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24 Comments

I want to upgrade from no-code to low-code. How can I start?

I'm a growth marketer and I already know Bubble and Webflow, but I want to upgrade myself to low-code. What lenguage should I learn? What should be my next step?

Also, how crowded is the low-code space compared to no-code?

  1. 4

    Learn the basics. HTML/css/JavaScript/sql. You don’t totally have to leave the “no code” world. There are a variety of different “pro code” tools coming on to the market that are visual, abstract away a lot of the tedium of coding, and allow you to make professional level web/mobile applications with very little code. But to really get into the fun and crazy stuff —Node.js/JavaScript is a must and as I mentioned I would add in SQL as well too. Even large companies like AWS are starting to embrace the no code movement and they’re adding intuitive GUIs to their services, but having an understanding of the basics is important. If you’re looking into some visual code editors I highly recommend Plasmic, and Draftbit.

    1. 1

      Thanks Collin, I'm relatively new to this so your experience is helping me understanding the context.

  2. 3

    There is no such thing as low-code. You either know how to code, or you don't. Sorry, it's just my opinion.

    I would recommend you learn web tech like JavaScript/HTML/CSS. Then, learn how to build something real and deploy it, preferably in a cloud environment (e.g. AWS). There has NEVER been a better time to learn web tech + cloud, because there's so much opportunity there.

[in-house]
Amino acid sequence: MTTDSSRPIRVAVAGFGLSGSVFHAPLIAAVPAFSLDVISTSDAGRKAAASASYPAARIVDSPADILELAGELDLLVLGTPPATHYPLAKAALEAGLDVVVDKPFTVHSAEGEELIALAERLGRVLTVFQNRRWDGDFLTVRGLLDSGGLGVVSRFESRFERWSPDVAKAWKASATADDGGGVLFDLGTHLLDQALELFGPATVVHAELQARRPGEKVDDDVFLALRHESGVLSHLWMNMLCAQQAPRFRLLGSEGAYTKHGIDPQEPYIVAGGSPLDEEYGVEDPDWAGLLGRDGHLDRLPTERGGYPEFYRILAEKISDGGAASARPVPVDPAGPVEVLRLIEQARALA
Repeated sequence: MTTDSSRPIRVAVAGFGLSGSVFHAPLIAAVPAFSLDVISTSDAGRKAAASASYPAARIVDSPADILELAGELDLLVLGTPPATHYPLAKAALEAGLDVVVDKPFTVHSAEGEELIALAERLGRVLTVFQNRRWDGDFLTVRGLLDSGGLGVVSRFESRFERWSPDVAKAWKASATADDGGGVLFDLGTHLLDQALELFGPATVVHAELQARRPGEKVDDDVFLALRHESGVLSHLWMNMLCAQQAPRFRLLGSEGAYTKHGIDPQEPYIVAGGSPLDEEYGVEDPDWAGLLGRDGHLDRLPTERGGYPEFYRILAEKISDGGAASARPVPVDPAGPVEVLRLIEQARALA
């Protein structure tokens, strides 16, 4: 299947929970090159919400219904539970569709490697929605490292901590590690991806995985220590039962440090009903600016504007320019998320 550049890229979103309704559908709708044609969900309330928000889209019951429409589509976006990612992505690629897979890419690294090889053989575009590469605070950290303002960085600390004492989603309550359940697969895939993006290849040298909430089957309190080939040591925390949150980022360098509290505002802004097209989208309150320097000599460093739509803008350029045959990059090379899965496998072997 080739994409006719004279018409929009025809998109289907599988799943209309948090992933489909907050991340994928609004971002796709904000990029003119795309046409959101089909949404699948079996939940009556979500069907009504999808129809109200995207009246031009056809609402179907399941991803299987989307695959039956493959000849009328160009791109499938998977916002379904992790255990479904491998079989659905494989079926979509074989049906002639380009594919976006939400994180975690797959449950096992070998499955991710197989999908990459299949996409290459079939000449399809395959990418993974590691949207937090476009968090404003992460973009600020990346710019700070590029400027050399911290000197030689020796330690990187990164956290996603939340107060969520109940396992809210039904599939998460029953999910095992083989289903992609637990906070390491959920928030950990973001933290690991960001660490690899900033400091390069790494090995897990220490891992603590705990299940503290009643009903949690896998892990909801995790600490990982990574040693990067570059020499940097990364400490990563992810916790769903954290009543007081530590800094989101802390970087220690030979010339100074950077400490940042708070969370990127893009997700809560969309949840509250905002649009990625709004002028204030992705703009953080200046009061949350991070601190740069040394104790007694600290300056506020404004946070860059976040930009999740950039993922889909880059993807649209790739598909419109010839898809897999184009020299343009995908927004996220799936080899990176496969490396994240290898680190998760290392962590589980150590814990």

If you don't want to do that, hire a developer.

    1. 4

      I would second this but suggest you instead pick a JavaScript framework to learn. Nobody's coding in plain HTML/CSS anymore. Usually you'll use something like React, Vue, or Angular. So you might as well start learning JavaScript in the context of the technologies/framework that you'll actually use.

      1. 2

        I'd vote for a language like Python over Javascript, for a first language. There are a bajillion JS frameworks, plus tons of dependencies to annoy even a seasoned programmer. Compared to JS, Python is nicer to start with.

        Of course, one can't avoid JS if they are doing web dev.

      2. 2

        There are lots of folks coding in html/css using alpine.

        Need to break out of the bubble.

        I love React though. But it is overkill for most projects.

      3. 2

        Even better, learn TypeScript and save yourself the trouble of migrating your codebase over haha!

        1. 2

          Thank you so much for this guys! A lot of info to process. @mattpitts_atech @nicholaschiang @anabayan

  3. 2

    I'm doing low-code platform, so you can drag and drop which means you don't need to write code but if you want to make more advanced features you can add HTML/css/JavaScript to it.

    1. 1

      It sounds good, is it already running? Can you share a link?

      1. 1

        Yeah is it already running. Here is the link www.oneweb.tech
        You can request for free trial.

        1. 1

          Thanks, I'll check it out

  4. 2

    I use to recommend Python no matter what.

    But Javascript as a language has gotten a lot better. It can be used everywhere as well.

    What problem are you trying to solve?

  5. 2

    It's not my favorite, but you should probably go with JavaScript.

    Main reason: It's the only language that works in the browser.
    Secondary: Since it works on the backend as well, you get the first benefit, but can still apply that knowledge to backend if you need to later.

    Your next steps? I'd say: